Struggling with a marriage on the brink of falling apart, a couple escapes for a weekend in pursuit of their better selves, only to discover an unusual dilemma that awaits them.
In the film we will hear a mention of The Twilight Zone, and we will hear of the classic Who’s Afraid of Virginia Wolf? In case you were wondering, the film’s title The One I Love is the condensed version of the title of a song made famous by The Shirelles in 1959 and then The Mamas & The Papas in 1967 – This is Dedicated to The One I Love – which is the closing track of the film.
But there are no aliens, no bloodshed, and no one dies. We might call it a psychological thriller only we’d have to leave out the term ‘thriller’. Which is the expected norm for a film without car chases or explosions. We can safely state that McDowell and Lader do present us with a puzzle, then, they decline to solve it for us. Basically the film depends on Moss and Duplass to deliver the sparkling words penned by Lader along with McDowell’s sure handed direction (which he handles supremely) to make it work so well.
I won’t say that McDowell pulls rabbits out of hat with this film – but I won’t say that he does no such thing either. There are plenty of brilliant moments made even more so by the likeability of Duplass as well as the finely honed crafts of Moss. Duplass’s skills are more physically apparent (hand gestures, arms in motion) and more easily noticed than those by Moss who relies on small changes in facial expressions and angles, but clearly these actors blend effortlessly, without one being more or less effective than the other.
The set designed is just perfect, and the changes from main house to guest house work smoothly. I’m ready to call this film a real charmer, but I have to say that there are somethings you might notice. Number one – this is not a film to tire you out with laughter. They take their time in setting up what they set up – and yes, that sentence is purposely ambiguous. There’s plenty to laugh about but the film has a serious side as well.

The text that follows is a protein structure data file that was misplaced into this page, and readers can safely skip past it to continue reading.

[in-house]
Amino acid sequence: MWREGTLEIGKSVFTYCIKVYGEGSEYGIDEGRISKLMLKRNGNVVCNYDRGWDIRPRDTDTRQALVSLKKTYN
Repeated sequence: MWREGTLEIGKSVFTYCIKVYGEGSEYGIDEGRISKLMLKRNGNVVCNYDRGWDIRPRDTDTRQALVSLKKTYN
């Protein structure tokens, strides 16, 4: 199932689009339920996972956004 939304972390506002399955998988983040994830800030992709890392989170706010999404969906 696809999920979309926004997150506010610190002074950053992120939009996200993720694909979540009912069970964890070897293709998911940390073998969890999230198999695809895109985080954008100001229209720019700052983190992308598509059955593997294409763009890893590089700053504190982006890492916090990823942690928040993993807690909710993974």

They take their time in giving you an opportunity to begin to puzzle over what you see. In fact, it is a subtle thing that occurs, and you might even miss it initially.
As for the Q & A moderated by the SFF Director Tom Hall, a question was directed to Elisabeth Moss. The question was something about how much of the film was scripted and how much was improvisational. Moss held firm in her belief that she prefers a full script. She said that it is easier for her to memorize lines than to do the improv side of things.
She then said, that yes there was a short fall in the written script and something approaching about half of the film wasn’t in the original script but was discussed and created AND rehearsed before the shooting. So while not quite ad hoc or improv’d, it wasn’t fully scripted either.
Justin Lared then jumped in to say that he wrote all the parts that the audiences loved. It was an unexpected, funny, and totally tongue-in-cheek remark. Of course, it was made up on the fly. The house roared with laughter.McDowell told us that they’d worked on the film for four years, and had the standard kind of issues – you know, funding would be in place, then it wouldn’t be.
They said there’s no plans for a sequel – however I believe McDowell and the excellent Lared will collaborate again. On a side note, Charlie McDowell is the son of Malcolm McDowell and Mary Steenburgen, which also makes him the stepson of Ted Danson. So Charlie has the bloodlines as well as the gears and sprockets in his DNA – and you know something, it shows. I look forward to their next film.
I’m going to score/rate the film at four point zero out of five, and I will recommend it. It is a true piece of cinematic entertainment, and for sure, when you do see it, you will leave the theater with an excited and vibrant crowd buzzing over what they just watched.